Robert W. Ryall; Margit Ryall, Petitioners-appellants, v. Commissioner of Internal Revenue, Respondent-appellee, 999 F.2d 540 (6th Cir. 1993)

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U.S. Court of Appeals for the Sixth Circuit - 999 F.2d 540 (6th Cir. 1993) July 6, 1993

Before NELSON and SUHRHEINRICH, Circuit Judges, and CELEBREZZE, Senior Circuit Judge.


Taxpayers Robert W. Ryall and Margit Ryall appeal a tax court decision upholding the Commissioner's assessment of an income tax deficiency for tax year 1984 and the imposition of additions to tax and negligence penalties under I.R.C. §§ 6621 and 6653(a) (1) and (2). The appeal has been referred to a panel of the court pursuant to Rule 9(a), Rules of the Sixth Circuit. Counsel for both parties have expressly waived oral argument. Upon examination, this panel unanimously agrees that oral argument is not needed. Fed. R. App. P. 34(a).

In 1984, taxpayers entered a joint venture agreement to lease master recordings of children's stories for the purpose of producing audio cassettes as part of an investment scheme developed by Structured Shelters, Inc., and promoted by Thomas A. Graham. The Ryalls relied solely on the advice of Graham regarding the investment. In their joint 1984 federal income tax return, which was prepared by Graham, taxpayers claimed $18,186 in deductions resulting from their investment.

The Commissioner disallowed the deductions on grounds that taxpayers did not participate in the investment scheme for profit and that the scheme lacked economic substance. The Commissioner assessed an income tax deficiency and imposed additions to tax based on taxpayers' negligence pursuant to I.R.C. § 6653 and their participation in a tax motivated transaction pursuant to I.R.C. § 6621.

Taxpayers filed a petition for redetermination in the tax court. Prior to trial, taxpayers stipulated that the investment scheme lacked economic substance. Following a bench trial, the tax court determined that there was an income tax deficiency of $3,784 attributable to taxpayers' participation in a tax motivated transaction and that taxpayers were liable for the additions to tax assessed by the Commissioner.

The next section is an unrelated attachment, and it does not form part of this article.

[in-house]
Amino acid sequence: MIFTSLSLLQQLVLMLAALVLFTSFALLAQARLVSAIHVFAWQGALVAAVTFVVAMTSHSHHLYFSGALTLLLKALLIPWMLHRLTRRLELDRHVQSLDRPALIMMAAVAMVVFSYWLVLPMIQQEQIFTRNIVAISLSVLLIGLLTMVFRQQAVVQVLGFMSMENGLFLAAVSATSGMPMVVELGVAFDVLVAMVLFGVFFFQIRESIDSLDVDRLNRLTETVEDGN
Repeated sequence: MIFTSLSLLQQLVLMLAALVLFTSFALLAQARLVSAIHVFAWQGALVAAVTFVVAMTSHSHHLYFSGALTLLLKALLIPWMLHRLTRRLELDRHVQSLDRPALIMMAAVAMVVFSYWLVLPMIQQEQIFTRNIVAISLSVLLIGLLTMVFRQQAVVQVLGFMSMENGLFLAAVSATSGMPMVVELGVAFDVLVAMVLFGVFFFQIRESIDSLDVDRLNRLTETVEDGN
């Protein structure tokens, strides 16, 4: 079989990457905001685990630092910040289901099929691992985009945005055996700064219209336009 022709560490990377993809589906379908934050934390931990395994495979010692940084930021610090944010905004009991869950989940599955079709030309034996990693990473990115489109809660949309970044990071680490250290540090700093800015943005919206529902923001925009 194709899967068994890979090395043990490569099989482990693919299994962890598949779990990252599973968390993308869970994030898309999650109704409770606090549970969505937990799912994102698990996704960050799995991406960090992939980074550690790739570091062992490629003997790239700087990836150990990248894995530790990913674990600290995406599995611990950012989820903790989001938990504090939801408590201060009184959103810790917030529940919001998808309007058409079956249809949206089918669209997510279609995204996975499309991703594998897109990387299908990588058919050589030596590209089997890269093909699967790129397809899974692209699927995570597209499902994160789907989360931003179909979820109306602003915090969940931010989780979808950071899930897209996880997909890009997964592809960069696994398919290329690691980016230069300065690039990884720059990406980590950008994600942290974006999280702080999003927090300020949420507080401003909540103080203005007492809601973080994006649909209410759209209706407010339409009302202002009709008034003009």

Upon review, we conclude that the tax court correctly determined that taxpayers are liable for the deficiencies and additions to tax arising from their participation in a transaction lacking economic substance. See Illes v. Commissioner, 982 F.2d 163, 164 (6th Cir. 1992) (per curiam), cert. denied, 113 S. Ct. 1579 (1993); Leuhsler v. Commissioner, 963 F.2d 907, 910 (6th Cir. 1992).

Taxpayers' stipulation that the scheme lacked economic substance makes unnecessary any inquiry into whether they were motivated by profit. See Illes, 982 F.2d at 165. The entire transaction is disallowed for federal income tax purposes and no deduction is allowed. See id.; Mahoney v. Commissioner, 808 F.2d 1219, 1220 (6th Cir. 1987).

The tax court was not clearly erroneous in finding that taxpayers were negligent for failing to seek an independent evaluation of the proposed investment scheme. See Leuhsler, 963 F.2d at 910. Taxpayers' assertion that they are unsophisticated investors who were entitled to rely solely on the advice of the promoter is unpersuasive.

Lastly, the tax court correctly determined that taxpayers are liable for an addition to tax under I.R.C. § 6621(c). Section 6621(c)'s increased interest rate applies to " [a]ny deduction disallowed for any period under section 165(c) (2), relating to any transaction not entered into for profit." 26 C.F.R. § 310.6621-2T (temporary IRS regulation, published at 49 FR 50391 (Dec. 28, 1984)).

Accordingly, the decision of the tax court is affirmed. Rule 9(b) (3), Rules of the Sixth Circuit.